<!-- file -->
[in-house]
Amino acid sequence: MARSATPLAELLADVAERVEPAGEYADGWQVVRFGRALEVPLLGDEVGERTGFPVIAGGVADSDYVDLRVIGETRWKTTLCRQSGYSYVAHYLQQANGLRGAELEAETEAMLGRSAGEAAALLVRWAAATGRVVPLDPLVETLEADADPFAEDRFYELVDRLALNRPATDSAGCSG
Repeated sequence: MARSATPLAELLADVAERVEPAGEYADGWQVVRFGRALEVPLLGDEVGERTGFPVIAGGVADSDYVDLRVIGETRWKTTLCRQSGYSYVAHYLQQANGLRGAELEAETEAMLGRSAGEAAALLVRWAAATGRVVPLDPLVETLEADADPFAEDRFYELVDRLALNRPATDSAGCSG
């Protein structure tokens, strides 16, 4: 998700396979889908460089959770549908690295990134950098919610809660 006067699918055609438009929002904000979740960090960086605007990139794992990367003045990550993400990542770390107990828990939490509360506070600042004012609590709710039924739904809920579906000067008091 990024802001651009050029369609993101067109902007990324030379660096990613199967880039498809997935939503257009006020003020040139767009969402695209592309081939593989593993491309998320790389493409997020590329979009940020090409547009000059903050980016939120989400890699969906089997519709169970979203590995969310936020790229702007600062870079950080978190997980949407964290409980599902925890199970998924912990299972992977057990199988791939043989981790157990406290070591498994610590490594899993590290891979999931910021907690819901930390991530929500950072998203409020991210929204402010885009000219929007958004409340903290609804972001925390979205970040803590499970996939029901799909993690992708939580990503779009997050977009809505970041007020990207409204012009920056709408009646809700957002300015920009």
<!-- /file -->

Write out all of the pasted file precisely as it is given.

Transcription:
[in-house]
Amino acid sequence: MARSATPLAELLADVAERVEPAGEYADGWQVVRFGRALEVPLLGDEVGERTGFPVIAGGVADSDYVDLRVIGETRWKTTLCRQSGYSYVAHYLQQANGLRGAELEAETEAMLGRSAGEAAALLVRWAAATGRVVPLDPLVETLEADADPFAEDRFYELVDRLALNRPATDSAGCSG
Repeated sequence: MARSATPLAELLADVAERVEPAGEYADGWQVVRFGRALEVPLLGDEVGERTGFPVIAGGVADSDYVDLRVIGETRWKTTLCRQSGYSYVAHYLQQANGLRGAELEAETEAMLGRSAGEAAALLVRWAAATGRVVPLDPLVETLEADADPFAEDRFYELVDRLALNRPATDSAGCSG
């Protein structure tokens, strides 16, 4: 998700396979889908460089959770549908690295990134950098919610809660 006067699918055609438009929002904000979740960090960086605007990139794992990367003045990550993400990542770390107990828990939490509360506070600042004012609590709710039924739904809920579906000067008091 990024802001651009050029369609993101067109902007990324030379660096990613199967880039498809997935939503257009006020003020040139767009969402695209592309081939593989593993491309998320790389493409997020590329979009940020090409547009000059903050980016939120989400890699969906089997519709169970979203590995969310936020790229702007600062870079950080978190997980949407964290409980599902925890199970998924912990299972992977057990199988791939043989981790157990406290070591498994610590490594899993590290891979999931910021907690819901930390991530929500950072998203409020991210929204402010885009000219929007958004409340903290609804972001925390979205970040803590499970996939029901799909993690992708939580990503779009997050977009809505970041007020990207409204012009920056709408009646809700957002300015920009």